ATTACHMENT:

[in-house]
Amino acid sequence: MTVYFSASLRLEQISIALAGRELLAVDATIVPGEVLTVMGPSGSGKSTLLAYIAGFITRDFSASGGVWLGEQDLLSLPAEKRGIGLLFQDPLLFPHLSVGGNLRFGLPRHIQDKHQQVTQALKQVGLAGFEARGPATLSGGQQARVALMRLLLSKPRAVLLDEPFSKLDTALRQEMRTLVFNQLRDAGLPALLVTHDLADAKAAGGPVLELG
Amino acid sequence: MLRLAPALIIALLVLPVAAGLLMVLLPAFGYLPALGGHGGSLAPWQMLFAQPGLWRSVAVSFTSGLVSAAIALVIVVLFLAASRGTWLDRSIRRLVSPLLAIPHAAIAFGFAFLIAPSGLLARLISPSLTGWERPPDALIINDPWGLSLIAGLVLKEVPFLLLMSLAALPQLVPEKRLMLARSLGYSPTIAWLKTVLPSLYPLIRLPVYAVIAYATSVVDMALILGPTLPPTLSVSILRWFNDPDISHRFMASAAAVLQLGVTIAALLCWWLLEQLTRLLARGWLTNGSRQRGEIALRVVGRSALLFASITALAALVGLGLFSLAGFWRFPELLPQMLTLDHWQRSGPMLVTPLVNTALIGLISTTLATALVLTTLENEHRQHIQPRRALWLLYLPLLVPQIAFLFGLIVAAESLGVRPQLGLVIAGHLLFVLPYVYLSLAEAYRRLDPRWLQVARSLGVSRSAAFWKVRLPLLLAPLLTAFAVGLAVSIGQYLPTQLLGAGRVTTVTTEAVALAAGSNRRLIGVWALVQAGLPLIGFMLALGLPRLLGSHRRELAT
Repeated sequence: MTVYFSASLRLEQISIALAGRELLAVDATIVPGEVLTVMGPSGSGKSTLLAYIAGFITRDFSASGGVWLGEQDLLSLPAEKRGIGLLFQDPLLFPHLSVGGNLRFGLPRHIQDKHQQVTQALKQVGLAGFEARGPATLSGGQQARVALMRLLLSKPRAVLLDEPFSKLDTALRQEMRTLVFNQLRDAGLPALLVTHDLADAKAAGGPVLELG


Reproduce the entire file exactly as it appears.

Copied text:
[in-house]
Amino acid sequence: MTVYFSASLRLEQISIALAGRELLAVDATIVPGEVLTVMGPSGSGKSTLLAYIAGFITRDFSASGGVWLGEQDLLSLPAEKRGIGLLFQDPLLFPHLSVGGNLRFGLPRHIQDKHQQVTQALKQVGLAGFEARGPATLSGGQQARVALMRLLLSKPRAVLLDEPFSKLDTALRQEMRTLVFNQLRDAGLPALLVTHDLADAKAAGGPVLELG
Amino acid sequence: MLRLAPALIIALLVLPVAAGLLMVLLPAFGYLPALGGHGGSLAPWQMLFAQPGLWRSVAVSFTSGLVSAAIALVIVVLFLAASRGTWLDRSIRRLVSPLLAIPHAAIAFGFAFLIAPSGLLARLISPSLTGWERPPDALIINDPWGLSLIAGLVLKEVPFLLLMSLAALPQLVPEKRLMLARSLGYSPTIAWLKTVLPSLYPLIRLPVYAVIAYATSVVDMALILGPTLPPTLSVSILRWFNDPDISHRFMASAAAVLQLGVTIAALLCWWLLEQLTRLLARGWLTNGSRQRGEIALRVVGRSALLFASITALAALVGLGLFSLAGFWRFPELLPQMLTLDHWQRSGPMLVTPLVNTALIGLISTTLATALVLTTLENEHRQHIQPRRALWLLYLPLLVPQIAFLFGLIVAAESLGVRPQLGLVIAGHLLFVLPYVYLSLAEAYRRLDPRWLQVARSLGVSRSAAFWKVRLPLLLAPLLTAFAVGLAVSIGQYLPTQLLGAGRVTTVTTEAVALAAGSNRRLIGVWALVQAGLPLIGFMLALGLPRLLGSHRRELAT
Repeated sequence: MTVYFSASLRLEQISIALAGRELLAVDATIVPGEVLTVMGPSGSGKSTLLAYIAGFITRDFSASGGVWLGEQDLLSLPAEKRGIGLLFQDPLLFPHLSVGGNLRFGLPRHIQDKHQQVTQALKQVGLAGFEARGPATLSGGQQARVALMRLLLSKPRAVLLDEPFSKLDTALRQEMRTLVFNQLRDAGLPALLVTHDLADAKAAGGPVLELG